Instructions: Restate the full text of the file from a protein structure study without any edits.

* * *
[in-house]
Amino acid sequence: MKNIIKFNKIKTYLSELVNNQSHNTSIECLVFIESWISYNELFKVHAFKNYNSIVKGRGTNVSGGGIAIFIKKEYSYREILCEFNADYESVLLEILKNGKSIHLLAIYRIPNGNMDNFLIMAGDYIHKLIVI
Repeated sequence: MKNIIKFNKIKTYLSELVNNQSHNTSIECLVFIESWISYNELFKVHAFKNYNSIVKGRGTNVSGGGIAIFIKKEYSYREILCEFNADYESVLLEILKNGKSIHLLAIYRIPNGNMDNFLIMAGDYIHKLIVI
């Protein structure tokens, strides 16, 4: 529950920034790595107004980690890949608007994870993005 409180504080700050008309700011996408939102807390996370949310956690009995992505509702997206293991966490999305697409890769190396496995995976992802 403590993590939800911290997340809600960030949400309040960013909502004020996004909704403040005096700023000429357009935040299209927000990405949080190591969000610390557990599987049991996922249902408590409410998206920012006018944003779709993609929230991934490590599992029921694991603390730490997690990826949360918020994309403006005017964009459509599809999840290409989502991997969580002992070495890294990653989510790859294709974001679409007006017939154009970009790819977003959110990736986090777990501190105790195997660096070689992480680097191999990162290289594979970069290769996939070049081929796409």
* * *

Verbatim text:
[in-house]
Amino acid sequence: MKNIIKFNKIKTYLSELVNNQSHNTSIECLVFIESWISYNELFKVHAFKNYNSIVKGRGTNVSGGGIAIFIKKEYSYREILCEFNADYESVLLEILKNGKSIHLLAIYRIPNGNMDNFLIMAGDYIHKLIVI
Repeated sequence: MKNIIKFNKIKTYLSELVNNQSHNTSIECLVFIESWISYNELFKVHAFKNYNSIVKGRGTNVSGGGIAIFIKKEYSYREILCEFNADYESVLLEILKNGKSIHLLAIYRIPNGNMDNFLIMAGDYIHKLIVI
């Protein structure tokens, strides 16, 4: 529950920034790595107004980690890949608007994870993005 409180504080700050008309700011996408939102807390996370949310956690009995992505509702997206293991966490999305697409890769190396496995995976992802 403590993590939800911290997340809600960030949400309040960013909502004020996004909704403040005096700023000429357009935040299209927000990405949080190591969000610390557990599987049991996922249902408590409410998206920012006018944003779709993609929230991934490590599992029921694991603390730490997690990826949360918020994309403006005017964009459509599809999840290409989502991997969580002992070495890294990653989510790859294709974001679409007006017939154009970009790819977003959110990736986090777990501190105790195997660096070689992480680097191999990162290289594979970069290769996939070049081929796409």